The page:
‘Supreme Court should exercise caution on advisory jurisdiction’

Justice Yahya Afridi of the Supreme Court has observed that apex court should be more careful while exercising its advisory and suo motu jurisdictions because no appeal could be mounted against its judgments and opinions on those matters.

Justice Afridi is part of a five-judge larger bench, which is hearing a presidential reference under Article 186 of the Constitution, invoking the court’s advisory jurisdiction. The reference seeks interpretation of the Article 226 of the Constitution.

According to Article 226, all elections other than those of the prime minister and chief ministers, shall be held through secret ballot.

The apex court exercises its advisory jurisdiction under Article 186, while it invokes suo motu power under Article 184 (3) of the Constitution. There can be no appeals against the judgments, which are given under both these jurisdictions.

Generally, Justice Afridi recuses himself from hearing suo motu cases. Even he rejected Justice Qazi Faez Isa’s petition against the presidential reference seeking his removal.

In Justice Isa case, Justice Afridi had emphasised the need for structuring unfettered powers of the chief justice of Pakistan to form benches and exercise suo motu powers.

“To maintain judicial discipline and to uphold the rule of law, there is an inherent and dire need for judicial introspection; to structure the unfettered discretion of the worthy Chief Justice of the Supreme Court to constitute benches of the Supreme Court to hear and decide cases under Article 184(3), and in particular, suo motu actions, lest the exercise of such jurisdiction may be seen to have been abused,” Justice Afridi had said in his note of dissent, while dismissing Justice Qazi Isa’s petition.

Justice Afridi, however, observed that passing any definite findings on this crucial matter in the current petition would not only be swaying from the issue in hand but also, on many counts, would be premature, as the matter was already sub judice before the Supreme Court.

The judge noted that the scope and extent of the term “matters of public importance”, as provided under Article 184(3) of the Constitution, had been an issue of perennial deliberation of the top court. “The judicial consensus reached is for the same to encompass any issue affecting the legal rights or liabilities of the public or the community at large, and it is not restricted to an individual or a group of individuals, how so large the group might be.”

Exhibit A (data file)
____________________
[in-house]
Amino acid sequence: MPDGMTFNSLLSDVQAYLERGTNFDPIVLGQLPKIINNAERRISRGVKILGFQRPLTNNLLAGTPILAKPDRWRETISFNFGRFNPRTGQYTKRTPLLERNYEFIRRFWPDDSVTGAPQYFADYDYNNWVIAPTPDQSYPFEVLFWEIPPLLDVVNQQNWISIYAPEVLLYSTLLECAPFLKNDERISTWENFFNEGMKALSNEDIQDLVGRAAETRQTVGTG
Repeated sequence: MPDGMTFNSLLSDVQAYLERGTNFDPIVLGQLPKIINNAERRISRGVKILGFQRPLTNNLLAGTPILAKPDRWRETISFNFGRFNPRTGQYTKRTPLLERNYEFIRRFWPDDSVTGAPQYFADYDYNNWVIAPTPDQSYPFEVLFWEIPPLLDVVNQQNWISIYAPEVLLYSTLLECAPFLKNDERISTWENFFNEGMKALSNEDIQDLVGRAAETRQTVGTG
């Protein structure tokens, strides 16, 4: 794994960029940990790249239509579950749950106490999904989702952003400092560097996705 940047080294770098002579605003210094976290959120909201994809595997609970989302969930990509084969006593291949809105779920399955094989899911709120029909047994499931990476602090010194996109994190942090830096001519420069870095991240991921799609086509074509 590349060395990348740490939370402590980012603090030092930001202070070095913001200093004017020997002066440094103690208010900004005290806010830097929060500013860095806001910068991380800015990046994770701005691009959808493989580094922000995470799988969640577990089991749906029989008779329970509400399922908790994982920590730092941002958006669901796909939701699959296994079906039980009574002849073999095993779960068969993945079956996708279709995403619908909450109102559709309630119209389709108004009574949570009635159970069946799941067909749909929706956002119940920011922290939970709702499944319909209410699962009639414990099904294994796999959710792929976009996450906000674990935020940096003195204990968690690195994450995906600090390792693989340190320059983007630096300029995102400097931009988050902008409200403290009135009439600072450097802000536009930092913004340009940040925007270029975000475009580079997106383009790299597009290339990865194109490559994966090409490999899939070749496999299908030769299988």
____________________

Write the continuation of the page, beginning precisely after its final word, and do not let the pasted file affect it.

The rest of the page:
During Thursday’s hearing of the reference case, Justice Afridi wondered as to why the government did not approach parliament to change the method of voting of the Senate polls.

Attorney General for Pakistan (AGP) Khalid Jawed Khan said that Supreme Court was the only forum to interpret the Constitution. He referred to several judgments to establish that the apex court could give its ruling on political questions.

Chief Justice Gulzar Ahmed said that the Supreme Court had the jurisdiction under Article 186 of the Constitution to give its opinion on any matter and no one could abdicate it. The bench noted that where scheme of election was not provided in the Constitution then the election would be held under the law.

Sitting on the bench, Justice Umar Ata Bandial noted that electoral colleges for election of the president and the Senate were the same. The attorney general clarified that open ballot did not mean show of hands, but added that an open ballot would be traceable, otherwise, there would be no change in the procedure of polling.

A senior official said that in view of the open balloting, an MPA will be bound to write his name on the back side of the ballot. Likewise, political parties can move an application to the Election Commission of Pakistan (ECP) for recounting and tracing out the ballots. The hearing of case was adjourned till Monday.

(This story has been published from The Express Tribune feed, without modifications to the text)